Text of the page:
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Rescue Plan Passes Easily

The second time was the charm.

The House easily passed the $700 billion financial rescue package Friday after it was sweetened with $150 billion in tax breaks on a 263-171 vote.

The dozens of switchers from Monday’s failed vote cited a variety of reasons for doing so, but liberals and conservatives alike cited growing fears about the spreading credit crisis in their districts. A trickle of new votes for the package turned into a flood.

Some prayed. Some were stunned at Monday’s 777-point drop in the Dow Jones industrial average. Many heard from businesses that had their access to credit choked off, or from seniors upset that their savings and investments had shrunk dramatically. Some said they were convinced by a phone call from presidential nominee Sen. Barack Obama (D-Ill.). Others said they weren’t convinced of the severity of the credit crunch Monday but are now.

“I’ve heard from literally hundreds of small businesses who are having trouble getting credit and hundreds of seniors worried about their pension funds,” Rep. Jim Ramstad (R-Minn.) said.

“Either you believe there is a credit crisis or you don’t believe there is a credit crisis,” Rep. Sue Myrick (R-N.C.) said. “I believe there is a credit crisis.”

Myrick said she stands by her Monday vote because it brought changes, including an increase in Federal Deposit Insurance Corp. insurance to $250,000.

“This is not about the politics,” she said. “I may lose this race because of this vote. That’s OK.”

Rep. Mike Conaway (R-Texas) said President Bush called him every day this week, except Friday, but it was his growing concern about the economy that prompted him to change.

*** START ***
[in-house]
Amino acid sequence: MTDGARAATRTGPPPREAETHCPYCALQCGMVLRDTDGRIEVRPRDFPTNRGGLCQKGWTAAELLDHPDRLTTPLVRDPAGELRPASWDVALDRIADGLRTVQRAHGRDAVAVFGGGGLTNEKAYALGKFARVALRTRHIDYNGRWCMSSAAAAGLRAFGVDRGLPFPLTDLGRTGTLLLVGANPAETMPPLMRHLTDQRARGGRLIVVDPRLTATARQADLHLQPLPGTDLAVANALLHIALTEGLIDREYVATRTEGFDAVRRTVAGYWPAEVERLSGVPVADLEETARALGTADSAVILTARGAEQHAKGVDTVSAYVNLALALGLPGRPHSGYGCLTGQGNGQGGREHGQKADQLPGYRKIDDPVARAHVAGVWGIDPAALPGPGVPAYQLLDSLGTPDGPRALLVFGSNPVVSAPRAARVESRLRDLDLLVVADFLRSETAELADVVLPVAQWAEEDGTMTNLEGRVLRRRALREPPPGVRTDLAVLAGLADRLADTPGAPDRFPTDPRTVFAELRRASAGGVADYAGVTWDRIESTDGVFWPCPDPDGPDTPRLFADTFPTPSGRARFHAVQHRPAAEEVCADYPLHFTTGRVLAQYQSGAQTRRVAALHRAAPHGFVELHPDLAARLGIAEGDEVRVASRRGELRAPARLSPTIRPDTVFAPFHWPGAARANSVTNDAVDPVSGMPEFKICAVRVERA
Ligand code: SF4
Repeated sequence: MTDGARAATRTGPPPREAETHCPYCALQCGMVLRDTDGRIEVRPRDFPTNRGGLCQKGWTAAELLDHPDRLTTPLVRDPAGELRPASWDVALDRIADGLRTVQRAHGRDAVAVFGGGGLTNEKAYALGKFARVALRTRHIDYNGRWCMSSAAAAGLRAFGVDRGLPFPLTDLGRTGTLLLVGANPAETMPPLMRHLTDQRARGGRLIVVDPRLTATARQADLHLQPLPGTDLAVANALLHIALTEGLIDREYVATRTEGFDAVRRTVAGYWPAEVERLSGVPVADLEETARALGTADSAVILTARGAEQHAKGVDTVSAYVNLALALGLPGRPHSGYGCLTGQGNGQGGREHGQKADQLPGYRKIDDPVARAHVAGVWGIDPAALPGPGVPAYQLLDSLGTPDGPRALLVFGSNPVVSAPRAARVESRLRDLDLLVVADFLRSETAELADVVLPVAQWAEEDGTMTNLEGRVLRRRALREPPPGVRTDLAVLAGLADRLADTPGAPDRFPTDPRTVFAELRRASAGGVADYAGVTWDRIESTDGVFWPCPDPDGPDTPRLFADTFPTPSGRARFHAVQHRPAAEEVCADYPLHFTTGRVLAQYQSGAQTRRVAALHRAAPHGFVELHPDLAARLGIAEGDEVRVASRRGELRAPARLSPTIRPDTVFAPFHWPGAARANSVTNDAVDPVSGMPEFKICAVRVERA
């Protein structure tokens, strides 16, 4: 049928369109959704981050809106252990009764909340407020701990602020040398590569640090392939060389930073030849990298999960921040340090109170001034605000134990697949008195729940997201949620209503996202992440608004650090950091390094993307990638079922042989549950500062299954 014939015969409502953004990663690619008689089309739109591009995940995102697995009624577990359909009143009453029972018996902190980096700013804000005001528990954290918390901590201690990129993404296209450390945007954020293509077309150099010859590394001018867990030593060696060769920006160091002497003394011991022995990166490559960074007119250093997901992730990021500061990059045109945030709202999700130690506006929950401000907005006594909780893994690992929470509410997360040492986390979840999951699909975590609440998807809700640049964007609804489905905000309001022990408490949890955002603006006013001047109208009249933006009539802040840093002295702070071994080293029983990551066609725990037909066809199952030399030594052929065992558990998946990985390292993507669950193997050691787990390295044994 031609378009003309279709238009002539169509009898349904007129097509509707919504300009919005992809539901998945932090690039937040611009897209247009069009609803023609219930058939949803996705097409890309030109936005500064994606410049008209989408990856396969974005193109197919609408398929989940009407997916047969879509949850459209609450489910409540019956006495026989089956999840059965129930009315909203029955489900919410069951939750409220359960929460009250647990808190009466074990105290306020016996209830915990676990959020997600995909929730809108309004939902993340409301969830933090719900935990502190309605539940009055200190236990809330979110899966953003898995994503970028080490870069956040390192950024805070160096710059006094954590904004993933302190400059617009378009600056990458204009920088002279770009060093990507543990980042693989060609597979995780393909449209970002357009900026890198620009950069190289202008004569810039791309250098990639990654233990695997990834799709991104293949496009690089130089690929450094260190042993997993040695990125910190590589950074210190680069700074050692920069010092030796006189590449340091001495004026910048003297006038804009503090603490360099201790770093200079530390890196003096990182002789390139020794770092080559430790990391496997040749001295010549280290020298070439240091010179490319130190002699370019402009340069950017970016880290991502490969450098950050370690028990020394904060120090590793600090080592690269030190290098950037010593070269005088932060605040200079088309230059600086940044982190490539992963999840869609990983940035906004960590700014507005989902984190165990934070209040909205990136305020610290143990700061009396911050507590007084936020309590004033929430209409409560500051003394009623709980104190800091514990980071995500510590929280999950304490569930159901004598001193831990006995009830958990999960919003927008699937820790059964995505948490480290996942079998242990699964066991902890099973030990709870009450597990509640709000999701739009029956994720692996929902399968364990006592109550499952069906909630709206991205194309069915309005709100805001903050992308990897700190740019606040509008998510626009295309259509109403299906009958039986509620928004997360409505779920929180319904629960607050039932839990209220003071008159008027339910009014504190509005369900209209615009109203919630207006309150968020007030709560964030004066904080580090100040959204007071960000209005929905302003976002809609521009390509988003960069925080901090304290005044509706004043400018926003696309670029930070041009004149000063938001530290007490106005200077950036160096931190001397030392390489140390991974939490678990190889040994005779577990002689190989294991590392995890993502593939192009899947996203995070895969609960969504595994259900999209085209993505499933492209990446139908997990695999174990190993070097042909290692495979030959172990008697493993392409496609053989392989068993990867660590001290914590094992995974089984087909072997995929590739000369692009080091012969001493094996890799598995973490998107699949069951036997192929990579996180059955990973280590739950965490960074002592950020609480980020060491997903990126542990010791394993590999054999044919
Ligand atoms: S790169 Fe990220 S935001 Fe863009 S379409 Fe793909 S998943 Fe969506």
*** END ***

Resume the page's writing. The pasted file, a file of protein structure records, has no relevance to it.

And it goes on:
“Lending is the lubricant that oils the gears of this economy,” he said. “We have a failure of that system.”

House GOP leaders, who had been embarrassed by the 2-to-1 whipping they took from their own Members on Monday, said they hadn’t taken anything for granted.

Minority Leader John Boehner (R-Ohio) said the bill has gotten better even this week as a result of resistance from House Republicans.

“The House Republicans have stood on principle, and we’ve made this better,” he said. “Is it perfect? No. But it’s better than it was a week ago.”

Minority Whip Roy Blunt (R-Mo.) said constituents are starting to realize the impact of the credit crunch on their pension plans and the broader economy, and they are calling Members urging support. The FDIC change and added tax breaks also appealed to Members.

Democrats including Reps. Lynn Woolsey (Calif.), Barbara Lee (Calif.), Donna Edwards (Md.), Elijah Cummings (Md.), John Lewis (Ga.), Mazie Hirono (Hawaii), John Yarmuth (Ky.) and Betty Sutton (Ohio) were among those switching their votes to yes.

Yarmuth said he was reluctantly joining those flipping their opposition earlier in the week to back the Senate-passed version of the package. “I hate this bill, and I hated the bill we had Monday. I hate this bill a little less,” Yarmuth said. The Kentucky freshman said he has a “fairly low level of confidence” that the bailout will work but nevertheless believed “the risk of doing nothing is far too great to take.”

Tory Newmyer and Emily Yehle contributed to this report.

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